After the protracted discussion which has taken place, and after the complete answers which have been given by my learned Friends the Attorney and Solicitor General for Ireland to the charges against the Government as to the escape of Stephens, there is only one part of the subject with respect to which I feel bound to say a few words. The hon. and learned Gentleman who has just sat down (Mr. S. B. Miller) has brought a direct charge against the Government for not having sooner interfered, and he expressed his opinion that the Government were to blame for not having instituted a prosecution against The Irish People at an earlier period, and thus effectually checked 774 this conspiracy. The noble Lord the Member for Cockermouth (Lord Naas), however, said that possibly there might have been good reasons for that inaction. I feel bound to say in justice to Lord Wodehouse, who was in constant communication with me, that he took a course in the full responsibility for which Her Majesty's Government share; and it is a course the reasons for which the Government entirely approve. And now, looking hack on the events which have occurred, I must say that if we had taken the line of action recommended by the hon. and learned Gentleman we might have succeeded in the prosecutions against the newspaper, but we should have failed in laying bare before the country the overwhelming evidence of the nature of the conspiracy, its extent, and the number of persons implicated, and in carrying with us in our proceeding the universal approval of persons possessing property in Ireland. The Government fully approved of the conduct of Lord Wodehouse, and they conveyed to him their entire concurrence in the reasons which he gave for the course he adopted.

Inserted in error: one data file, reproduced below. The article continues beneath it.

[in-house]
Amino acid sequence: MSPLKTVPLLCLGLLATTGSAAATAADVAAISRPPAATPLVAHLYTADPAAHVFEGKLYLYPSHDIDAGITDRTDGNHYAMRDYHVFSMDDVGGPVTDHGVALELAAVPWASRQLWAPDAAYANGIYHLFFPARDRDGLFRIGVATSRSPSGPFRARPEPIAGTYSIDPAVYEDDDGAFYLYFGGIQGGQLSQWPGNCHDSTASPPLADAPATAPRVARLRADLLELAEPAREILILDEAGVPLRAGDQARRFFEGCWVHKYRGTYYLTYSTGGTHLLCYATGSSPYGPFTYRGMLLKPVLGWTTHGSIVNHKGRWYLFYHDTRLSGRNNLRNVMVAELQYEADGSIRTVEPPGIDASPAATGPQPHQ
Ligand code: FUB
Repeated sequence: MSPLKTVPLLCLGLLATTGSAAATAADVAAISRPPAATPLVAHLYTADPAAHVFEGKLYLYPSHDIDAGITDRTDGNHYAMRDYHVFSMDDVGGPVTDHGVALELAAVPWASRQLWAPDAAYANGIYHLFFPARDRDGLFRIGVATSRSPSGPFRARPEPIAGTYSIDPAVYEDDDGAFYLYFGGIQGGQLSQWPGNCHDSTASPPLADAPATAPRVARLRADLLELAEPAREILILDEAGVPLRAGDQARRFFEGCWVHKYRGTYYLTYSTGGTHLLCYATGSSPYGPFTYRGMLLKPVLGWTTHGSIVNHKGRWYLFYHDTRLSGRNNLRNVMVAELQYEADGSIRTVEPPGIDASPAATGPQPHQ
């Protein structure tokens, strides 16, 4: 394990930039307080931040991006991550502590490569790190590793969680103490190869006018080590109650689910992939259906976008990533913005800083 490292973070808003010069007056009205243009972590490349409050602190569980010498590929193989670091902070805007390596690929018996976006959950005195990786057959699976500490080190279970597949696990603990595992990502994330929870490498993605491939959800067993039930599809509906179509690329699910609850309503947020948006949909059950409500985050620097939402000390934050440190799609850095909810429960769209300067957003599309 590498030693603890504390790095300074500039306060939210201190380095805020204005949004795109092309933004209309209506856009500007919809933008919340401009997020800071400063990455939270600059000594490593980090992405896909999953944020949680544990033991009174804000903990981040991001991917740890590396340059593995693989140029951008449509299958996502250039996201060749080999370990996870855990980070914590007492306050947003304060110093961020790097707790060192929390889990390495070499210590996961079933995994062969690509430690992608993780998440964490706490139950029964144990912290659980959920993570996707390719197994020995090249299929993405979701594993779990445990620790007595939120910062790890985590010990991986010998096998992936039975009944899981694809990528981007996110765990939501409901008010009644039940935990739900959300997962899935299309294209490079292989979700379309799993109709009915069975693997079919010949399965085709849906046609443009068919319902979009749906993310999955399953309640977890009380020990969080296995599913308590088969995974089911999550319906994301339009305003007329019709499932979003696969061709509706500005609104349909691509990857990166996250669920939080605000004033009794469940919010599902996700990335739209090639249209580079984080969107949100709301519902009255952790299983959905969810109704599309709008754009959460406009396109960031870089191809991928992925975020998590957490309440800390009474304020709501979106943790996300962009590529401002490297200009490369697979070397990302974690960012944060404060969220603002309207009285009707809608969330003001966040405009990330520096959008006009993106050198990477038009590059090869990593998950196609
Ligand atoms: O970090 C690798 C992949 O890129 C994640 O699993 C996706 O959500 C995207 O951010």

§ MR. HENRY BAILLIE
said, they had heard very eloquent speeches to-night from the Attorney and Solicitor General for Ireland, hut the only thing they appear to have proved to the House was that things were done differently in Ireland from what they would be in any other country in the world. The House had been told that a seditious newspaper called The Irish People had been published weekly for two years in Ireland, that it had a circulation of no less than 8,000 copies, which were every week distributed over every part of the country, and that the Government thought it no part of their duty to put a stop to those proceedings. They knew that the editor of this newspaper was one of those men who ought to be proceeded against, and whom they might any day have called up for judgment and thereby put an end to his treason. But the Law Officers said that they knew better—that there were State reasons why these things should be allowed to go on for two years, and that then they made a grand coup and put it all down. But was it not true that at this very time the conspiracy was going on just as if they had never had recourse to these proceedings? That was generally admitted. All he could say was that if that was the mode in which the Government of Ireland was conducted it was a mode which was not adopted in any other country in the world.